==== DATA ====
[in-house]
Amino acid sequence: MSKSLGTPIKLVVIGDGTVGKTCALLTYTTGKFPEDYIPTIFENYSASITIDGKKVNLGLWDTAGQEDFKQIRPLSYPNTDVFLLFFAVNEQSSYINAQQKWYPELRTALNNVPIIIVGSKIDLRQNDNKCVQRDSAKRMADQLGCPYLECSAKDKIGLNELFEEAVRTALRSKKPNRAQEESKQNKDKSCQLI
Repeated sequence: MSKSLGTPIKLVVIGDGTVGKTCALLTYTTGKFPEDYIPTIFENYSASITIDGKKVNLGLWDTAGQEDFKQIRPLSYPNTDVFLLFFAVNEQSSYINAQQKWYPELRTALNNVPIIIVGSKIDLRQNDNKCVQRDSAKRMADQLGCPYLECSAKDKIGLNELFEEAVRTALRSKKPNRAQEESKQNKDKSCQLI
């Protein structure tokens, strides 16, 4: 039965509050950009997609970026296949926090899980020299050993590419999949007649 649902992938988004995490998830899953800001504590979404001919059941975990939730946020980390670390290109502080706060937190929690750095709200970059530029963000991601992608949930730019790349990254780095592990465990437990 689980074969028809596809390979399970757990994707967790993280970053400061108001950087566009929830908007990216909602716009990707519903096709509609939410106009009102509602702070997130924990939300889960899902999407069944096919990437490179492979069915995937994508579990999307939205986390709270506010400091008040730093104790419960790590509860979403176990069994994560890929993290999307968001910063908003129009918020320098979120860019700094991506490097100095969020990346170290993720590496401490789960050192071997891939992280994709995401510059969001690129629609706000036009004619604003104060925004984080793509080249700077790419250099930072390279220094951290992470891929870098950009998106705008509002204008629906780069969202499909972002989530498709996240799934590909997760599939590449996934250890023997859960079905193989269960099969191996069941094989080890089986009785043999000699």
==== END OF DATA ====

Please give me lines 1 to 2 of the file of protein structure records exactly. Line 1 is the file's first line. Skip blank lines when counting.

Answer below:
[in-house]
Amino acid sequence: MSKSLGTPIKLVVIGDGTVGKTCALLTYTTGKFPEDYIPTIFENYSASITIDGKKVNLGLWDTAGQEDFKQIRPLSYPNTDVFLLFFAVNEQSSYINAQQKWYPELRTALNNVPIIIVGSKIDLRQNDNKCVQRDSAKRMADQLGCPYLECSAKDKIGLNELFEEAVRTALRSKKPNRAQEESKQNKDKSCQLI